One of the most underappreciated games on the PS3 was Valkyria Chronicles. While the game received rave reviews from critics, it didn’t quite capture the audience it deserved. Thankfully the series has persisted over the years, due in no small part to the dedicated fans who have kept its name alive. Over the years Sega has released two PSP exclusive sequels (one being a Japan-only title), and re-released the original on PC via Steam. If you haven’t checked it out already, Valkyria Chronicles Remastered is easily the definitive version.
Valkyria Chronicles is set in the fictional continent of Europa. The East Europan Imperial Alliance has started a war with the Atlantic Federation, and now the two sides are fighting within the small nation of Gallia. Players take control of Squad 7, a unit within the Gallian Militia who is charged with repelling the invading forces. The story is very character driven and mirrors a lot of the controversies from World War II. Topics such as racism, honour and family are all touched upon, and not for a moment is war glorified. It’s presented to the player as if they were reading a picture book, with cutscenes featuring a unique and pleasant pencil drawing style.
The game has a blend of turn-based and real-time strategy elements. On the battlefield each side takes turns commanding their squad with Action Points, which allows a unit to move and attack. It costs most units one point to move, but your tank unit will cost two points. Movement is in real-time; you’re not limited to a grid like other turned-based strategy games and you can freely navigate the surrounding area. If you walk in front of certain enemy units they will instantly fire at you, so it’s always best to approach from behind. When you press the attack button the action is paused, allowing you to aim and shoot at enemies. There are also limitations to consider such as your unit’s weapon accuracy, the distance they can travel in one move, and if you can avoid enemy counter attacks. The combat system is fluid, engaging and encourages you to act strategically. Those who plan ahead will reach glorious victory, while those who charge in carelessly will be punished.
Before each battle you can select the units that are deployed. There are a few things to consider such as the unit type, which includes Scouts, Shocktroopers, Snipers, Engineers and Lancers. Scouts can travel greater distances but have average defense and firepower, while Shocktroopers are the reverse and excel in defense and firepower categories. Snipers offer long-range offense, Engineers can repair vehicles and disarm landmines, and Lancers can damage enemy tanks. Additionally, squad members will get on better with other specific teammates. If the two squad members are near each other on the battlefield, they will support each other by jointly attacking enemies. It’s a great tactic to double your strength while also reducing the number of Action Points used. There are literally hundreds of combinations to take into consideration, and it’s appealing to experiment with what suits your play style. Once again strategy is highly emphasised here, so it’s good practice to have a balanced team.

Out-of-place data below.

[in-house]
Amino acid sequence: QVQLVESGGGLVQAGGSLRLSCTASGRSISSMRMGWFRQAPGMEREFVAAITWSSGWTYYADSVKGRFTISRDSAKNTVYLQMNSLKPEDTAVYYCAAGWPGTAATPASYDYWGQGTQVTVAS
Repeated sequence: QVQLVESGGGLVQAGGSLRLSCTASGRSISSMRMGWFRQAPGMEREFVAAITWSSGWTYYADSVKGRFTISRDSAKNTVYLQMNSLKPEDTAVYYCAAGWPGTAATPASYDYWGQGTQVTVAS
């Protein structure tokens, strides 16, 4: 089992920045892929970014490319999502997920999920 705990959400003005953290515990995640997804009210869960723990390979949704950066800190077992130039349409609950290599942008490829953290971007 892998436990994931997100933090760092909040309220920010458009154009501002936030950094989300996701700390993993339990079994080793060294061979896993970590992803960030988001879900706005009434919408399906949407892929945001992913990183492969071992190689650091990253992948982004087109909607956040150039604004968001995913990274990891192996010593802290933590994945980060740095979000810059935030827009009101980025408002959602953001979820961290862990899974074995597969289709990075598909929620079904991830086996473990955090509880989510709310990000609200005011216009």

Valkyria Chronicles also features a robust upgrade system. Between battles you can access the game’s Headquarters hub where you purchase upgrades and level up unit types. Any experience that is applied to a particular unit type is universally shared by that group. This means that if you switch out characters of the same unit type, you won’t have to worry about them being less effective than the others. The same applies to general upgrades – if you purchase extra defence, better accuracy or magazine sizes, these are applied to the whole squad automatically. It’s very user friendly and means you can spend less time navigating menus and more time on the battlefield.
Despite originally being released in 2008, Valkyria Chronicles has held up quite well by today’s standard. The cel shaded art style is still incredibly beautiful to behold, though there are some jagged textures here and there if you look at character models closely. The PS4 version in particular runs at a solid 1080p and keeps a fairly consistent 60fps. This brings it inline with the PC version, though the PS4 version benefits from a slightly clearer image overall. Valkyria Chronicles Remastered is easily the definitive version, but having said this if you have already played it on PS3 or PC then there’s not a lot here that warrants a second purchase.
If you haven’t played Valkyria Chronicles before then now is the time to do it. The game has held up well over the years and is still an engaging experience, particularly for those who like a strategy-focused experience. If you’re a returning veteran then there isn’t much new content to warrant a second purchase.
The definitive version Strong strategic focus Beautiful art direction
Some jagged textures Not a lot new for returning players